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Mundelein: A history. Part six: Recessions and recoveries, 2002-2017.

Welcome back to the last installment of my series on the history of Mundelein. I usually would have ended my series with my last post, but if there’s one thing I’ve learned while writing these, our present will eventually be someone’s past, so why not make the lives of those future local historians a bit easier? We’ve got just two decades left to cover, so let’s see how Mundelein endured the fallout from the subprime mortgage crisis, got a new village hall, celebrated the town’s centennial anniversary, and opened, closed, and re-opened Lincoln Elementary School.

Speaking of Lincoln Elementary School, one can imagine that on the morning of April 1, 2003, when teachers and parents of students attending Lincoln Elementary School woke up to the news that the school was on fire, they must have thought it was a joke. Unfortunately for them, it was not. Starting in a kiln located in the school’s art room around 4:20 a.m., the fire lasted for three hours and resulted in an estimated $500,000 in damage, with six classrooms, including the art room, being rendered uninhabitable. Luckily, there were no injuries and repairs began immediately, although students returning to classes located on the second floor found themselves bused to Mundelein Elementary District 75 headquarters, where makeshift classrooms were set up.

While the students were getting used to their new accommodations, the Village Board’s efforts, in cooperation with Mundelein Mainstreet, to cultivate a “small-town” atmosphere to attract new business continued to meet with mixed results. The streetscape program aimed at improving the look of the downtown with sidewalk accents and new landscaping was beset by cost overruns and delays, with trustees voting in 2002 to end the program after spending an estimated $2 million. Despite this, at a meeting on June 24, 2003, village trustees approved plans to annex 120 acres on the northwest corner of routes 60 and 83 for the construction of a SuperTarget (2004) and Home Depot (2005) along with other stores. Even as these new businesses brought in badly needed revenue, Mundelein’s efforts to cultivate its small town charm were undermined when on October 30, 2005, Quig’s Orchard, a mom-and-pop restaurant, store, and orchard, where generations of area students had gone on apple picking field trips, went out of business. So, while residents might not be able to make their annual trek to Quigs for their fall homemade apple donuts, they could at least count on some additional funding as they began to prepare for the village’s centennial celebration.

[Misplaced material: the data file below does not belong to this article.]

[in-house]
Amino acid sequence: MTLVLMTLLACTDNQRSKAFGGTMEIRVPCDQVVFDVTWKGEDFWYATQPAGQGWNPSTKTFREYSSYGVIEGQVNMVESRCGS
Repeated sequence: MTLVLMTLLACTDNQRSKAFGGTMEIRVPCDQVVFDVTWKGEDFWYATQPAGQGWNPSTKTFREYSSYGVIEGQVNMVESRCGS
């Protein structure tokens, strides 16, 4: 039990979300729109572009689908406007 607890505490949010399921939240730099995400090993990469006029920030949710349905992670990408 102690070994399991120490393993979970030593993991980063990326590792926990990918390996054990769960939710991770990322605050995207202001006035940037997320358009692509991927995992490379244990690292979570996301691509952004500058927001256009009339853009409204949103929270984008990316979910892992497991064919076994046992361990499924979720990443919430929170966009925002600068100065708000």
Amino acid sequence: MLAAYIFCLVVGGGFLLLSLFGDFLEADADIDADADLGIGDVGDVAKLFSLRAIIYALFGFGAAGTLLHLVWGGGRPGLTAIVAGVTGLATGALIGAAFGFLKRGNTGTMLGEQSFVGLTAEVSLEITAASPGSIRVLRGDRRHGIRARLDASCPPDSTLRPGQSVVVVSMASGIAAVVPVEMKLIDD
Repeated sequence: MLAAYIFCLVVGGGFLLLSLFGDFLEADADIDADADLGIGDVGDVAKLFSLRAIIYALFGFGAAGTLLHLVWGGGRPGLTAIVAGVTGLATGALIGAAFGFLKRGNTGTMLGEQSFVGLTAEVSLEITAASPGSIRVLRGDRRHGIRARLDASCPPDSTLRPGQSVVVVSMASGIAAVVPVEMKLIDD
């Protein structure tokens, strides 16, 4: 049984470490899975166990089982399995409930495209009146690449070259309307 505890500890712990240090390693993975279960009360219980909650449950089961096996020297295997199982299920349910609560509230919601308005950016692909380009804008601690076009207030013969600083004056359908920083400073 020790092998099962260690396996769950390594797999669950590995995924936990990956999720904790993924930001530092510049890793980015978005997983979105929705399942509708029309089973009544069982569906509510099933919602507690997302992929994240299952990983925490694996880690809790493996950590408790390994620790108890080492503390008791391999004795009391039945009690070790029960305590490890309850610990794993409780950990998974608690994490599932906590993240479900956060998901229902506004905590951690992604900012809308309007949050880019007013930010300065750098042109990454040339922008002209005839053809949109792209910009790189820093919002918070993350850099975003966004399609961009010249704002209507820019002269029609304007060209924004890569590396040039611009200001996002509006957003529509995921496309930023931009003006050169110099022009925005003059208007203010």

Postcard for Quig’s Apple Orchard. Courtesy of the Lake County Discovery Museum.

Then, just as the Great Depression had derailed Mundelein’s plans for development some 78 years before, in December 2007 the great recession hit. As the stock market plummeted and television news anchors began talking about bailouts, village trustees in Mundelein met to discuss the budget for the next fiscal year. Concerned about steadily decreased revenue streams, the village began to reduce hours of operation, slash salaries, and eventually was forced to lay off employees. Despite these cost-saving measures, Mundelein continued to struggle financially as businesses went bankrupt and were replaced with empty storefronts. Between 2008 and 2009, the percentage of low-income students attending Mundelein High School rose from 5.4% to 24.2% leading to many more students to visit the school’s food pantry. By March 2010, residents of Mundelein were beginning to feel the full effects of the great recession, with the unemployment rate in Mundelein hit 12.9%. Due to the economic recession and declining enrollment, Lincoln Elementary School closed on February 2011 yet again.

Despite the increasingly harsh economic environment, the village’s centennial was coming up, and as then-mayor Kenneth Kessler noted. “It’s only once that the town is 100 years old,” so plans for the village’s centennial celebrations went ahead (Daily Herald 2008, p. 91). On September 22, 2008, the Village Board authorized the purchase of Mundelein’s historic firetruck, Old #1, for $11,000 and formed the Old Number One Preservation Committee, which spent $70,000 on restoring the truck to its original condition. With the preservation committee busily working on Old Number One, the Village Board set up a website that included photos from Mundelein’s history, a forum for residents to share their memories of growing up in Mundelein, and a calendar of upcoming activities. In January 2009, banners bearing the village’s centennial logo were hung throughout the town, followed by historical presentations by the Historical Society of the Fort Hill Country and Lake County Discovery Museum. Topping off the festivities, a concert was held at the University of St. Mary of the Lake on October 15. A month later on November 1, 2009, Mundelein by Shawn Killackey was published, which included a number of photographs from throughout Mundelein’s history.


With the celebrations over, residents went back to their lives. By September 2012 the economy was beginning to recover as the unemployment rate in Mundelein fell to 6.7%. As Mundelein’s economic situation improved, the Village Board restarted work on the Downtown Master Redevelopment Plan, which had been put on hold during the recession. The first part of the village’s plan was the construction of a new village hall, which planners envisioned sitting at the heart of this newly reinvigorated downtown. Coming after years of public hearings and planning committees, work finally began on on April 5, 2013. While the Village Board waited for construction to finish so they could move into their offices, they continued with their rebranding efforts. At a meeting on April 28, 2014, the Board approved a new village logo comprised of a star with red, blue, gold and green points. Work on the new village hall was finished in late May the following year, with the ribbon cutting ceremony following on June 23, 2014. Located just down the street from the original village hall at 300 Plaza Circle and costing $10.2 million, the new village hall dwarfed the village’s old Alpine-style hall. Although a number possible new uses for the old village hall were discussed, including turning it into a restaurant, and as of this writing it was recently put up for sale.